More than 1000 people died in Bangladesh’s worst industrial accident when the eight-storey Rana Plaza garment factory near Dhaka collapsed in 2013. Many of the workers, aware that the factory was unsafe, had gone on strike in protest but had returned to the ill-fated building because they had been given an ultimatum to come back to work or lose their jobs.
Since the disaster, worldwide labour federation UNI Global Union, based in Switzerland, has successfully campaigned for independent inspections of factories in Bangladesh. For Philip Jennings, general secretary of UNI, the incident was a tragic example of why investors need to do more to protect workers’ rights by putting pressure on investee companies to safeguard their supply chains.
“Take a stand and be active,” Jennings said, during a rousing speech at the Fiduciary Investors Symposium at the University of Oxford. “Say, ‘No, we are not accepting this.’ ”
Jennings asked delegates to give non-government organisations and unions a fair hearing and improve on their governance.
“Very often, we feel we are being nudged aside,” he said. “Take us seriously. You’ve got a voice, use it.”
After the Rana Plaza tragedy, a powerful coalition of global investors called for big clothing retailers to help the victims and families of factory workers. The move was led by the Interfaith Center on Corporate Responsibility, a group of 275 institutional investors, with more than $4 trillion in assets under management, seeking social change.
It’s the kind of thing Jennings wants to see more of. He argued that investors share with unions a common interest in protecting workers’ welfare.
“My members are your members,” he said.
To him, it means investors should help improve workers’ rights in countries that have denied collective bargaining and union membership – part of what he called a rise of anti-democratic forces. The issue is not limited to emerging economies; investor influence on investee companies’ treatment of unions is just as important in developed nations. In the US, Walmart, the country’s largest private-sector employer, has a long history of stopping union membership amongst its 1.3 million employees.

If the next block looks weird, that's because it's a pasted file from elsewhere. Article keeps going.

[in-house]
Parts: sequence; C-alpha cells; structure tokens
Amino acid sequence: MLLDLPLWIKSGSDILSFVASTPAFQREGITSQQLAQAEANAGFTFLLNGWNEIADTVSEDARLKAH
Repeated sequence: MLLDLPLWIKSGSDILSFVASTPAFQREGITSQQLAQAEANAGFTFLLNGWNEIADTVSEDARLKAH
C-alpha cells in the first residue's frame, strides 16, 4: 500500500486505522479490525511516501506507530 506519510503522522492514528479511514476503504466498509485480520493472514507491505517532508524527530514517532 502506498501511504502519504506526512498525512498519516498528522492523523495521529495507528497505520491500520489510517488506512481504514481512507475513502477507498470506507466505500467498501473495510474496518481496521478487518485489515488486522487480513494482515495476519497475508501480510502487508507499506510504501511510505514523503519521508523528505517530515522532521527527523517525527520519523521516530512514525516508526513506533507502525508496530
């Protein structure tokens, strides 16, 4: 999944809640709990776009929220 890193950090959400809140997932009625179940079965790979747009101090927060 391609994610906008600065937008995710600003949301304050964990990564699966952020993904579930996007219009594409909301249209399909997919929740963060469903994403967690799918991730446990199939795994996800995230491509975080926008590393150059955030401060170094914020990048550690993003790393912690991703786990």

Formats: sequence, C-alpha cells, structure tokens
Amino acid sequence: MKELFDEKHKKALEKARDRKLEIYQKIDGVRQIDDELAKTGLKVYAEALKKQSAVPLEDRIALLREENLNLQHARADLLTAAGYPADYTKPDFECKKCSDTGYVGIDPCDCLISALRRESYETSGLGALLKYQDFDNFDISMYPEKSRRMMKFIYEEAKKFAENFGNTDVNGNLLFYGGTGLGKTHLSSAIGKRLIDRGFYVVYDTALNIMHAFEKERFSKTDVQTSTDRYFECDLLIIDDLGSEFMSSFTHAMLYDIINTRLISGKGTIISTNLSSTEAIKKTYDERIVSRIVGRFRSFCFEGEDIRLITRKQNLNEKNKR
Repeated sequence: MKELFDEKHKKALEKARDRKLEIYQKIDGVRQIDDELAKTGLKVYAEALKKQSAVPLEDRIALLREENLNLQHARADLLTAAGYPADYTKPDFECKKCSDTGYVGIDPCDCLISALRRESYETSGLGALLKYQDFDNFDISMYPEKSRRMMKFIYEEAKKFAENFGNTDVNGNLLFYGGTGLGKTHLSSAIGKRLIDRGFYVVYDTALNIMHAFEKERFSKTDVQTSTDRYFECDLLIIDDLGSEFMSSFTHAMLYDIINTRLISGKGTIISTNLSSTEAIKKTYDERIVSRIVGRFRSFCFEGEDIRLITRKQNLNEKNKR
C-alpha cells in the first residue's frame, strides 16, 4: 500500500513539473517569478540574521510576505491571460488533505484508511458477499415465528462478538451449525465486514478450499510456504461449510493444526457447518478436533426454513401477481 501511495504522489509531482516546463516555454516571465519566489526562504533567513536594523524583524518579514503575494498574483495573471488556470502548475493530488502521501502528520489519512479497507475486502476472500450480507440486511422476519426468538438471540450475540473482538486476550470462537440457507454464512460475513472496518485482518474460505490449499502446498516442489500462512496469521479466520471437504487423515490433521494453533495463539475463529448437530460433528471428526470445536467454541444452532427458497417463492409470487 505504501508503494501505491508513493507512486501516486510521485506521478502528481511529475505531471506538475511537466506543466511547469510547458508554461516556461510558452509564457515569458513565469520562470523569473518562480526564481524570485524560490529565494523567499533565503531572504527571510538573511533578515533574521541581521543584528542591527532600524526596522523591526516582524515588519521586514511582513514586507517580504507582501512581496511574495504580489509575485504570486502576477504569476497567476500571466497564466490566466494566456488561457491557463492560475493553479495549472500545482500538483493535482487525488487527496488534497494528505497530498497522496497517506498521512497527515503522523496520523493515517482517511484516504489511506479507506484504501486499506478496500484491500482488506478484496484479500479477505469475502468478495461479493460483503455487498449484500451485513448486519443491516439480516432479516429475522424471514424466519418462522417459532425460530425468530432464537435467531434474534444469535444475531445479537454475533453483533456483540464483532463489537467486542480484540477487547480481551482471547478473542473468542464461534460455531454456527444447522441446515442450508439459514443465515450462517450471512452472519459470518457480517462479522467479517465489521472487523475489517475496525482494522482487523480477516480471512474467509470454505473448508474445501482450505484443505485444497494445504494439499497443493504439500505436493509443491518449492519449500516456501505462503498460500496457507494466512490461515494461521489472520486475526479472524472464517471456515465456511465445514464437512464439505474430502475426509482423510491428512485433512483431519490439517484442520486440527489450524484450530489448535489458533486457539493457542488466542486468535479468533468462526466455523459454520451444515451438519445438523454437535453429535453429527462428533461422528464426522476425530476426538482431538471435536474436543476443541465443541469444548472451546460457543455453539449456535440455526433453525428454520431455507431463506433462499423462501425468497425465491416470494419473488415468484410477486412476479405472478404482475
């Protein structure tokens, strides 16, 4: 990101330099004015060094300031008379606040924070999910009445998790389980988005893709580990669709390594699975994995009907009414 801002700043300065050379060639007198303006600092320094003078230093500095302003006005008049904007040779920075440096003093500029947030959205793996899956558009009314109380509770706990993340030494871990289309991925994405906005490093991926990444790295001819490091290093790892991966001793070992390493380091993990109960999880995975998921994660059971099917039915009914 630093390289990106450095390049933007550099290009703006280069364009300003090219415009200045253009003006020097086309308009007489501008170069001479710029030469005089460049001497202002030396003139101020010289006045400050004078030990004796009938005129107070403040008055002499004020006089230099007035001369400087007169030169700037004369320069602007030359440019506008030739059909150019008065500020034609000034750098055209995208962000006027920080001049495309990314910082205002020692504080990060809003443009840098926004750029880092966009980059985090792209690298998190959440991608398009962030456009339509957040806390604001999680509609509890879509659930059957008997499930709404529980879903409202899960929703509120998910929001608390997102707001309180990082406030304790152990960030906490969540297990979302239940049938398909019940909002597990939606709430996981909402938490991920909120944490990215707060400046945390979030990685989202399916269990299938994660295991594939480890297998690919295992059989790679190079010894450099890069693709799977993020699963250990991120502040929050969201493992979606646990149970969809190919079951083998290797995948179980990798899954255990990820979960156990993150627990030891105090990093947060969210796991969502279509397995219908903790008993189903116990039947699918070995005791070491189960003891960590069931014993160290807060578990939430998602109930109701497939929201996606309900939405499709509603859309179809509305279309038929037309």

Jennings set out the scale of the problem facing today’s workers. He estimated that about 3.2 billion people were in the global workforce, 1 billion in vulnerable contracts with no certainty of earnings. He cited 150 million children in work and 40 million in slave labour. Also, the number of people in vulnerable jobs is set to grow, he said; 192 million are unemployed, and extreme poverty in emerging economies without social safety nets has left millions without.
“People are living in poverty,” he said. “No wonder people are angry. The [proportion of] working poor in Europe is 1 in 10.”
Jennings also said many workers had been misclassified as freelancers or self-employed, in what he called a slide to the bottom for rights and earnings. In the US, 16 per cent of workers are self-employed.
He urged investment in companies that have a social purpose and encouraged robust due diligence on issues such as human rights, child labour and gender parity. Investors also had a role to play in boosting employment in infrastructure and new, green economies, where employment opportunities run into tens of millions, he said.
Jennings warned that workers felt angry and forgotten, and were insecure about wages and threats such as technology taking their jobs. He called for an end to what he called an assault on the institutions aiming to help workers and warned of the consequences for economies, social cohesion and democracy if unions’ role in the global economy were to be diminished.
“It is up to us to decide what future we want,” he said.